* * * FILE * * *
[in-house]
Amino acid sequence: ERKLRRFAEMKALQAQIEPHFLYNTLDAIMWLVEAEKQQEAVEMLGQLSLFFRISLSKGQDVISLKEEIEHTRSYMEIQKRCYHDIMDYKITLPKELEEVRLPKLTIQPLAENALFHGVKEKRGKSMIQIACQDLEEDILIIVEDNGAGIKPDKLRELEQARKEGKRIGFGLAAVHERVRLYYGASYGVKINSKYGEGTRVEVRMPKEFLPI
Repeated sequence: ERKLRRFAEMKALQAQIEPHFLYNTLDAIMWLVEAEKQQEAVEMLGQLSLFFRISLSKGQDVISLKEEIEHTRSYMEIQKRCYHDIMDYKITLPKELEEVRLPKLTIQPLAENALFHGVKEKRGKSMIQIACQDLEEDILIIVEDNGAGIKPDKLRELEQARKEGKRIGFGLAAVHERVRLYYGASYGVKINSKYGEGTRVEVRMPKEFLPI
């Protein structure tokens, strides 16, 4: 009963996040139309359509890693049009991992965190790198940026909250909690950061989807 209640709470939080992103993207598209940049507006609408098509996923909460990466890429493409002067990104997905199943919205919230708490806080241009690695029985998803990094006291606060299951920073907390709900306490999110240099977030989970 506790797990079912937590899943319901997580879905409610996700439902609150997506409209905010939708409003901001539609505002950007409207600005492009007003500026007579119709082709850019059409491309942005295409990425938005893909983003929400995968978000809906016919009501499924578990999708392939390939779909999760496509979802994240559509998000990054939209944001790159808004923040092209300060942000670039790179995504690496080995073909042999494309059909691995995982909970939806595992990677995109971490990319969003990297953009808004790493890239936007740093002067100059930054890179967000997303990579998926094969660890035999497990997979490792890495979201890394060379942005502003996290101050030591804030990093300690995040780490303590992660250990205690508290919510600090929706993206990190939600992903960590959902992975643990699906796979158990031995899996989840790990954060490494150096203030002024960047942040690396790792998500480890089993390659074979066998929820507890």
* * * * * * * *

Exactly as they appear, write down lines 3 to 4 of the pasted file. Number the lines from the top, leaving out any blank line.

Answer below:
Repeated sequence: ERKLRRFAEMKALQAQIEPHFLYNTLDAIMWLVEAEKQQEAVEMLGQLSLFFRISLSKGQDVISLKEEIEHTRSYMEIQKRCYHDIMDYKITLPKELEEVRLPKLTIQPLAENALFHGVKEKRGKSMIQIACQDLEEDILIIVEDNGAGIKPDKLRELEQARKEGKRIGFGLAAVHERVRLYYGASYGVKINSKYGEGTRVEVRMPKEFLPI
């Protein structure tokens, strides 16, 4: 009963996040139309359509890693049009991992965190790198940026909250909690950061989807 209640709470939080992103993207598209940049507006609408098509996923909460990466890429493409002067990104997905199943919205919230708490806080241009690695029985998803990094006291606060299951920073907390709900306490999110240099977030989970 506790797990079912937590899943319901997580879905409610996700439902609150997506409209905010939708409003901001539609505002950007409207600005492009007003500026007579119709082709850019059409491309942005295409990425938005893909983003929400995968978000809906016919009501499924578990999708392939390939779909999760496509979802994240559509998000990054939209944001790159808004923040092209300060942000670039790179995504690496080995073909042999494309059909691995995982909970939806595992990677995109971490990319969003990297953009808004790493890239936007740093002067100059930054890179967000997303990579998926094969660890035999497990997979490792890495979201890394060379942005502003996290101050030591804030990093300690995040780490303590992660250990205690508290919510600090929706993206990190939600992903960590959902992975643990699906796979158990031995899996989840790990954060490494150096203030002024960047942040690396790792998500480890089993390659074979066998929820507890």